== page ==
Can someone please explain in detail the components of the final hash that determines the winner of the block?

My understanding is that the miners are taking

  1. The Merkle Root,
  2. The time stamp,
  3. The prior block's hash,
  4. Some other components??, along with
  5. A nonce that the miner's have to guess in order for the hash of all these components, using Sha256, to have at least 18 leading zeros.

My questions are:

  1. Am I right in my understanding so far?

  2. Can someone explain what the other components are and what order they are input into the hash function?

  3. Using the data available on blockchain.info about each block, can I recreate the winning hash by inputing the same data into a Sha256 calculator?


2 Answers 2


You are very close. As Mesh already laid out, miners are hashing the following data:

  • nVersion (e.g. 02000000)
  • HashPrevBlock (this hash gets reversed, and then every two bytes are flipped)
  • HashMerkleRoot (this hash gets reversed, and then every two bytes are flipped)
  • nTime (must be converted to hex e.g 358b0553)
  • nBits (target difficulty e.g 535f0119)
  • nNonce (the random data)

This info can be found in the Bitcoin Developer Reference, or the PDF.

Now, to your third question, yes you can! I actually just built a little program in C# to do this yesterday! There is a little trickery to it, because you cant just plug the data straight into a hashing calculator and verify it. First, you append all of the fields together into a single string (after the hash reversing and flipping is done for the previous block hash, and merkle root). Then, you convert that string to binary data. At this point, you run the double SHA256 hash to verify that you get a valid hash of the block.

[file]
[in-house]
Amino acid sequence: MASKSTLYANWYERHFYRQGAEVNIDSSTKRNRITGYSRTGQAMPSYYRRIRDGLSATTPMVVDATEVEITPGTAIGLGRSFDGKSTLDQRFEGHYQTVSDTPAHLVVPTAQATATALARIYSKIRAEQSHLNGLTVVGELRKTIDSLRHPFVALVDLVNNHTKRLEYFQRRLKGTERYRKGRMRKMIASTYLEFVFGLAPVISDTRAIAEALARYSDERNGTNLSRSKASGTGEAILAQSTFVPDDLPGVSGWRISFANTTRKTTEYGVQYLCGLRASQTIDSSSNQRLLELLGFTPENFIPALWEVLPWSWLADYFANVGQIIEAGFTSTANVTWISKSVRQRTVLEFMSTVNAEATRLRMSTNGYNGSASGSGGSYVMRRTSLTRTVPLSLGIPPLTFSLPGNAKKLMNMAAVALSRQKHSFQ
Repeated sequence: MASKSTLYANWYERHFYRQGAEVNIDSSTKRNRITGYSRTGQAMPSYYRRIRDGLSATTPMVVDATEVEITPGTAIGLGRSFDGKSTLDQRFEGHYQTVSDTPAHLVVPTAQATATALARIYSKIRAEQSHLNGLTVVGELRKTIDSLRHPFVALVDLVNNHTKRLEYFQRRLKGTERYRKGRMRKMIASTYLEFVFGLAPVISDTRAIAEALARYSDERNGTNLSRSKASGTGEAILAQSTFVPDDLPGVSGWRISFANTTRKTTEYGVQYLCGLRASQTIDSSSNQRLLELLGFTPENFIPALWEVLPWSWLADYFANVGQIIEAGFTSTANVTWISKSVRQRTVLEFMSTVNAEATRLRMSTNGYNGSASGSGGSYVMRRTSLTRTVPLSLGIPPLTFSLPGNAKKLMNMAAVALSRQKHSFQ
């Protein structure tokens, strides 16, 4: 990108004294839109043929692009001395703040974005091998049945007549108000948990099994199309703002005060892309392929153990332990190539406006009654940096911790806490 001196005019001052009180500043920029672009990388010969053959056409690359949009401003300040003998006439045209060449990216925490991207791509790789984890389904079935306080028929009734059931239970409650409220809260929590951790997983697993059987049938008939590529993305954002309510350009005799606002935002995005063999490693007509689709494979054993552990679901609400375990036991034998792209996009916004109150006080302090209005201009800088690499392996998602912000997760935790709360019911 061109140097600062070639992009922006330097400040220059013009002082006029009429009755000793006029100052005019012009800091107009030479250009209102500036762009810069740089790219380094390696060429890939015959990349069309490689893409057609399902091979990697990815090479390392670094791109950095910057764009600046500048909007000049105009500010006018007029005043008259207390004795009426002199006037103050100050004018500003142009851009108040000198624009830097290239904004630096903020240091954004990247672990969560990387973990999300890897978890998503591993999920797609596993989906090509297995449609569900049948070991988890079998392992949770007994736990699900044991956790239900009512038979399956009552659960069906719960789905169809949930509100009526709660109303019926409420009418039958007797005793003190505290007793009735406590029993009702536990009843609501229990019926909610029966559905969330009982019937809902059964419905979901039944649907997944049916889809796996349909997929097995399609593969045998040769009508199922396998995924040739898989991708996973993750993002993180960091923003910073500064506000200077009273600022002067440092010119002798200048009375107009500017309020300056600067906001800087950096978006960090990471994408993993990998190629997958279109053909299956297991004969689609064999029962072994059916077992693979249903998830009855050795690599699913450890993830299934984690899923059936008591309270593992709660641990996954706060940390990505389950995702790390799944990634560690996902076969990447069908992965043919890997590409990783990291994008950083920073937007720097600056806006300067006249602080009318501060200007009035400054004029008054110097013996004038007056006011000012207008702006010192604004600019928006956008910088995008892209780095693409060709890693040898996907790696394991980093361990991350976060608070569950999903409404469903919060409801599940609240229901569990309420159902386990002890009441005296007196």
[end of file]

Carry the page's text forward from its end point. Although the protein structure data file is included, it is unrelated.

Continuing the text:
A helpful resource for you to check out it is Mining Bitcoin with pencil and paper as well as Bitcoin Wiki. Both resources have code samples that show this process in action.


From the Bitcoin.org Developer Documentation, a block header consists of a:

  • Version
  • Previous block header hash
  • merkle root
  • timestamp
  • nBits field
  • nonce

In that order. So as you say, the only component missing from your list is the version and the nBits field. The version is self explanatory, but the nBits field is not. What the nBits field does is encode the current target for the difficulty algorithm:

to have at least 18 leading zeros.

Not always 18 zeroes. The number of leading zeros changes based on how quickly blocks have been found recently, in order to keep the block time at roughly 10 minutes average despite varying hashpower on the network. As more miners join, the hashrate increases, so the difficulty does too (i.e. more zeroes are required). Another way to think about the 0's, is that the output of the SHA256, as a number, must be less than some target number. That target is encoded in the nBits field. And yes, anyone can verify that the block header hashes to a number below the target, that is how other clients verify blocks are valid, because SHA256 always produces the same output from the same input - it is deterministic, a property of all useful hash functions.

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